But Bales also deliberately mangled his laptop, said two soldiers assigned to guard him as he gathered his things.
One of them, Sgt. Ross O'Rourke, testified that he removed the laptop from Bales' rucksack after the defendant told him he didn't want to take it with him. O'Rourke said Bales then grabbed the computer and folded the screen back, breaking it.
That didn't damage the hard drive, O'Rourke said, and investigators still could have retrieved information from the computer. O'Rourke didn't testify about what information might have been uncovered.
On Monday, Cpl. David Godwin testified that Bales asked him to bleach his blood-soaked clothes.
Two other soldiers, Pfcs. Derek Guinn and Damian Blodgett, testified Tuesday that they were on a guard shift early March 11 when they heard scattered gunfire coming from Alkozai, the first village attacked. They used thermal imaging and then shot up flares to illuminate the area, but couldn't make out what was going on.
Blodgett said he reported it to the operations center on base, and a specialist told them to monitor it and let him know if it came toward them.
The shooting lasted for 30 to 40 minutes, Blodgett said.
Guinn said he considered Bales to be bipolar: "Sometimes he was in a really good mood, and he seemed really angry sometimes, or easily annoyed."
Two other witnesses said that later, an interpreter arrived with two Afghan National Army soldiers who reported that they had seen an American come and go from the base. Guinn gave a slightly different account when he recalled that the interpreter said the soldiers had seen two Americans arrive on base, and one head back out.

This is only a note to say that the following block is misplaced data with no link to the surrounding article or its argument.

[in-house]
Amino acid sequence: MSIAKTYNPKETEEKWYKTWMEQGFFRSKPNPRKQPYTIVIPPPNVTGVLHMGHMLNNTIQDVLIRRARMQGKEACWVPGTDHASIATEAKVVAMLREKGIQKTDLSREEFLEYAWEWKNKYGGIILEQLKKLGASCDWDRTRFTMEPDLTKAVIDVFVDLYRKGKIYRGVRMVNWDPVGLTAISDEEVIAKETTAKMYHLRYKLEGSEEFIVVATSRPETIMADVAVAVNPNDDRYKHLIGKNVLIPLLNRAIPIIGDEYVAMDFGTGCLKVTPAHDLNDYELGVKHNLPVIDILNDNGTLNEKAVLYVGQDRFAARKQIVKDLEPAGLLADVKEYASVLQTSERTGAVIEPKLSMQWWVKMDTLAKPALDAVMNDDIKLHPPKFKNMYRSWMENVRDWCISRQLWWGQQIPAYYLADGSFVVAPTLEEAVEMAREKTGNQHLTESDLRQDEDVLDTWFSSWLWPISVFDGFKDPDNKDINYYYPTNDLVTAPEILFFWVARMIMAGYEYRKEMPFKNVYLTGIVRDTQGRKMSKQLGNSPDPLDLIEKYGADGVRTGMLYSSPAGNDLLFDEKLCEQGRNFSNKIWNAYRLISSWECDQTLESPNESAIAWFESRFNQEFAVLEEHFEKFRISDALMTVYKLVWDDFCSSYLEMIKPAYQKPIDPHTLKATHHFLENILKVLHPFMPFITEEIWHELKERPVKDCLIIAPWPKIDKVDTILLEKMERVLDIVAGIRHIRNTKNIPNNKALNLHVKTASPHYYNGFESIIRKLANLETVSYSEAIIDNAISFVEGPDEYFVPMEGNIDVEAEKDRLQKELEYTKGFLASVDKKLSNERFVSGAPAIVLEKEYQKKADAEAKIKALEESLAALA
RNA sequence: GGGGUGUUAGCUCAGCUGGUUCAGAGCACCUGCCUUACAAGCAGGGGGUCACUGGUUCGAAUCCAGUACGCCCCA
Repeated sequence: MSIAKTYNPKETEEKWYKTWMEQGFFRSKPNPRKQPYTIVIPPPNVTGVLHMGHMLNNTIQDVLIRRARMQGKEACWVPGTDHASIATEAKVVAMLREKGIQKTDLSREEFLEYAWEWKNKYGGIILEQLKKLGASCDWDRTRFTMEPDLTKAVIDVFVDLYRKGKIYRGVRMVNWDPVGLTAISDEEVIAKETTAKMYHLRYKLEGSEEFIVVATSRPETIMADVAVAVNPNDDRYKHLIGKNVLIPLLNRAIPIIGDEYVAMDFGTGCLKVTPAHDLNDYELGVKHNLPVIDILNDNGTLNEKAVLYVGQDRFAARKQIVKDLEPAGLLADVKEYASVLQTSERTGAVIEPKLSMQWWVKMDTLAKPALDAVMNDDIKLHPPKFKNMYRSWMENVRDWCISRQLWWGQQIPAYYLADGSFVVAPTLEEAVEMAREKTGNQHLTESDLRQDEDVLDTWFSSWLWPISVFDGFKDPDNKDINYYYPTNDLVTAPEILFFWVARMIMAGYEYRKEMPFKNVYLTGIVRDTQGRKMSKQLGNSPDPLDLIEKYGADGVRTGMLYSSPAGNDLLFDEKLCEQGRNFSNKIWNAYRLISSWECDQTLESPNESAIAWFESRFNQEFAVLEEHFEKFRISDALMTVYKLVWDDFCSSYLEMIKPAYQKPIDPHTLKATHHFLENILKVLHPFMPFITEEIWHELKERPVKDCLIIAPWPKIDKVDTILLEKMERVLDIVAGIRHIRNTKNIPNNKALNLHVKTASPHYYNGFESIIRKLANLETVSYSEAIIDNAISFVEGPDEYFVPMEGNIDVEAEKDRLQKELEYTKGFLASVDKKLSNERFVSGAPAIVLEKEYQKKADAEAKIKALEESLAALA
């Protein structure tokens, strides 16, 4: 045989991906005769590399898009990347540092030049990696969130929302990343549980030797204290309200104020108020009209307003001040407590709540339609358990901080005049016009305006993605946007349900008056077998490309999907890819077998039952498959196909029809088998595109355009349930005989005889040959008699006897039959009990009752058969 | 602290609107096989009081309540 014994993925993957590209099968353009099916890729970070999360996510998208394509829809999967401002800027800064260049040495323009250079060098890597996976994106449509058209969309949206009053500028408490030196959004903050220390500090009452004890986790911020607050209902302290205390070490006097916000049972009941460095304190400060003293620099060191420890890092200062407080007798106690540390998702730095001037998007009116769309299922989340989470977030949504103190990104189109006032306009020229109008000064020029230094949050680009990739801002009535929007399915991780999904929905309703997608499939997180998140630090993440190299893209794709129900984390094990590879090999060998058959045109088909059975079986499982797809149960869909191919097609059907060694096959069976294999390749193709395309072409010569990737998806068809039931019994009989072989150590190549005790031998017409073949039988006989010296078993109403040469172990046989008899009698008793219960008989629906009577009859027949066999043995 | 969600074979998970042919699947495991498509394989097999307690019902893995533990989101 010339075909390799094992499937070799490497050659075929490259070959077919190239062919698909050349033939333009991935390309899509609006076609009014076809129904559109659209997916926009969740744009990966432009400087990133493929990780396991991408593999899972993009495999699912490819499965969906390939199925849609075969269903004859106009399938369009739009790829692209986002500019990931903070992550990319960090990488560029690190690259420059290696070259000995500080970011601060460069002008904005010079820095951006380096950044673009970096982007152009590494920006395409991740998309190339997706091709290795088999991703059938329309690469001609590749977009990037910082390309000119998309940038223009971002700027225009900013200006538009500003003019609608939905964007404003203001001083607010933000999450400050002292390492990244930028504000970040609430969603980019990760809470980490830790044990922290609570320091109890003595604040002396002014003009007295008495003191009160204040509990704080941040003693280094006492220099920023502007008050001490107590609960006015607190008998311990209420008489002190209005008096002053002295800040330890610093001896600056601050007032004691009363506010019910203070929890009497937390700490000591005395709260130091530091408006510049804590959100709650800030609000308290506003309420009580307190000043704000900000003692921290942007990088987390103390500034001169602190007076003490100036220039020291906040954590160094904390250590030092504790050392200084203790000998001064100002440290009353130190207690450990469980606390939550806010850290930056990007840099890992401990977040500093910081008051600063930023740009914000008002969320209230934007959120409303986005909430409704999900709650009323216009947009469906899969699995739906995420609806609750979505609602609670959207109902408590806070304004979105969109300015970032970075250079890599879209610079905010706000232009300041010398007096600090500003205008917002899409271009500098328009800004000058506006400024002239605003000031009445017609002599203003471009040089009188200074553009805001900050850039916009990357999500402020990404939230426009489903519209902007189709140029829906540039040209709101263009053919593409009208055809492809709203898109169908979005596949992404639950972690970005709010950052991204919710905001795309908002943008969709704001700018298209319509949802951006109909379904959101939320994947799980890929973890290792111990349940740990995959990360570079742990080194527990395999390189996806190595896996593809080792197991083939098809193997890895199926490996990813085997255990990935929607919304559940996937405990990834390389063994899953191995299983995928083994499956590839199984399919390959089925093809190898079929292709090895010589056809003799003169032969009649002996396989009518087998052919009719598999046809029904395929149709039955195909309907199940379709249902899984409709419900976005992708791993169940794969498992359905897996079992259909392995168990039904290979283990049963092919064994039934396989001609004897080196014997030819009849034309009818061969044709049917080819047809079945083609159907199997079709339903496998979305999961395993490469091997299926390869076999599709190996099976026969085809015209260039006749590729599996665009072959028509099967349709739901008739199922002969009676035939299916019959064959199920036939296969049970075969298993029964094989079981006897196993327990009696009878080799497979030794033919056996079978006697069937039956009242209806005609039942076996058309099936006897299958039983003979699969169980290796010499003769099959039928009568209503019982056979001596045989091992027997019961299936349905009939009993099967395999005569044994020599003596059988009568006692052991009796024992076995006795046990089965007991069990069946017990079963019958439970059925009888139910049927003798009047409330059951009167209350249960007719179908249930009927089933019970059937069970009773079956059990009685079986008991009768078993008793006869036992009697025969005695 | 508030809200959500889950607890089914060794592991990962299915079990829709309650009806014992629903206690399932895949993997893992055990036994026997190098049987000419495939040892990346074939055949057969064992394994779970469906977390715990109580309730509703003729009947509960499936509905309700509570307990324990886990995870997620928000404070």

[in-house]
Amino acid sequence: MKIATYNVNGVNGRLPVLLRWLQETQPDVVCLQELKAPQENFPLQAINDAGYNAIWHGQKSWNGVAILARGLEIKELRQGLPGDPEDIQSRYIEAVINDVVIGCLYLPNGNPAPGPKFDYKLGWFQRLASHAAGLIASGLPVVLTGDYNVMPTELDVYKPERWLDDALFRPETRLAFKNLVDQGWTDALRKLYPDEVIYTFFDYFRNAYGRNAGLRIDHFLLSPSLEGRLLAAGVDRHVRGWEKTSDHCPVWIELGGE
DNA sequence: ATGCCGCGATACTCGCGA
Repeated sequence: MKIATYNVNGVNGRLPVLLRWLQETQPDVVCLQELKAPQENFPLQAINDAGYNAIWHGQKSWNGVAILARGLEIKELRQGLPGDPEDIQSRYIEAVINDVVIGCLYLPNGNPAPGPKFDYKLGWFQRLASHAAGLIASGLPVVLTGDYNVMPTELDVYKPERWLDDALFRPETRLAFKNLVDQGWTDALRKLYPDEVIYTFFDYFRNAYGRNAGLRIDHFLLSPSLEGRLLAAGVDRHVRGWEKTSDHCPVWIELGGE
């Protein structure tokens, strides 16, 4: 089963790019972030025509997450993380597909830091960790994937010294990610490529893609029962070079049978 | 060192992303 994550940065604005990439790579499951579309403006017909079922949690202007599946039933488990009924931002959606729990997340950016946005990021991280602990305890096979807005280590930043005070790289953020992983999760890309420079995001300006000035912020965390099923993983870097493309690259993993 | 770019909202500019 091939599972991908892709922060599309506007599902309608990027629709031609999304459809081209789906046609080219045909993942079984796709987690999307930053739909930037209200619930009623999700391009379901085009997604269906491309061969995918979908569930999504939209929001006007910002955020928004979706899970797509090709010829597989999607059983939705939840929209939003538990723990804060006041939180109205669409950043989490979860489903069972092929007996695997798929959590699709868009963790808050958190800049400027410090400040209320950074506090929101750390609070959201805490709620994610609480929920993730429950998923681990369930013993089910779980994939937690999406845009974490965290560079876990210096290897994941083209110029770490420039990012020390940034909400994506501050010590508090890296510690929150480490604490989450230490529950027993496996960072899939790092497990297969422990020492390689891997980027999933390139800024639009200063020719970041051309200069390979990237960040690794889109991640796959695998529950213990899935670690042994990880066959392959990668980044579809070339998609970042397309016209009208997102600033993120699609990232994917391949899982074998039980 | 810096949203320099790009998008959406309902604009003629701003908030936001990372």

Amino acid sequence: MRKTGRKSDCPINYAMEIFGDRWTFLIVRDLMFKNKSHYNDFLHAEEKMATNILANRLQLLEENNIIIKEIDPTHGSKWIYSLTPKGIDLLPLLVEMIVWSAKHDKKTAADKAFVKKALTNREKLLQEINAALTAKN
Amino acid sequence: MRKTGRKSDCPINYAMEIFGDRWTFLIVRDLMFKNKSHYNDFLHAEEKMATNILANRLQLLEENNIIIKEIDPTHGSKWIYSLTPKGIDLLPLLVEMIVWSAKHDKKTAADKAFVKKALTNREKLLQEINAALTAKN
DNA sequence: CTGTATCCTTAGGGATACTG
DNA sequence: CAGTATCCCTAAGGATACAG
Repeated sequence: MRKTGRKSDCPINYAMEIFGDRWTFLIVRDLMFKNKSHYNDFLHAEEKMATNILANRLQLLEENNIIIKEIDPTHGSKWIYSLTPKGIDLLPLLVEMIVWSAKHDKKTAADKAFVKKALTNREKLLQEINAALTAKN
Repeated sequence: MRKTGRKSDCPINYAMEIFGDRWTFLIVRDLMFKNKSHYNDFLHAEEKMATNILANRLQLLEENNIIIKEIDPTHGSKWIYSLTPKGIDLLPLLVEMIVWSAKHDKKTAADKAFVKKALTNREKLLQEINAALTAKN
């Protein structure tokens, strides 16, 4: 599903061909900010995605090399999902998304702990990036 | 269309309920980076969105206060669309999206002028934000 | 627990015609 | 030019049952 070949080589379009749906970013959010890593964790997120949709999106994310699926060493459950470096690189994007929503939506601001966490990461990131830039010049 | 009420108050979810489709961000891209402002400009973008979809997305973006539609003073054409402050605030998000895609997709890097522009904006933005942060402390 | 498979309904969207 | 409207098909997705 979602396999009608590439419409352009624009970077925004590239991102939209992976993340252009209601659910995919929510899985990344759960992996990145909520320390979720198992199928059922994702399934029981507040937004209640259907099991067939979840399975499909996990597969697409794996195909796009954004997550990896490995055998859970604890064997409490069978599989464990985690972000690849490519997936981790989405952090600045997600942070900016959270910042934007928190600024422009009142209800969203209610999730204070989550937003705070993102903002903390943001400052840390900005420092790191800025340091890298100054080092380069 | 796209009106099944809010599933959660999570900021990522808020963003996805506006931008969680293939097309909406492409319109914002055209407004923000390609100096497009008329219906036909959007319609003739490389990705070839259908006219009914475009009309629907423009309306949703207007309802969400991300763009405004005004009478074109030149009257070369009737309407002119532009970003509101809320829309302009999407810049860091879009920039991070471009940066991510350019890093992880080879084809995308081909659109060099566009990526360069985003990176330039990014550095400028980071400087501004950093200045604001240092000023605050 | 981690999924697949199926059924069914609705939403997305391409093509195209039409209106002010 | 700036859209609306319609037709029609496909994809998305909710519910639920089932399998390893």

After the shootings, some Afghan villagers questioned whether they could have been carried out by one soldier.
Bales has not entered a plea, and is not expected to testify. His attorneys, who did not give an opening statement, have not discussed the evidence, but say Bales has post-traumatic stress disorder and suffered a concussive head injury during a prior deployment to Iraq.
Bales has not participated in a medical evaluation known as a "sanity board," because his lawyers have objected to having him meet with Army doctors outside their presence.
Bales' lawyers called their first witness Tuesday, a soldier who bagged the blood-soaked clothes Bales had been wearing as evidence. The testimony focused primarily on how the evidence was handled.
Johnson can be reached at https://twitter.com/GeneAPseattle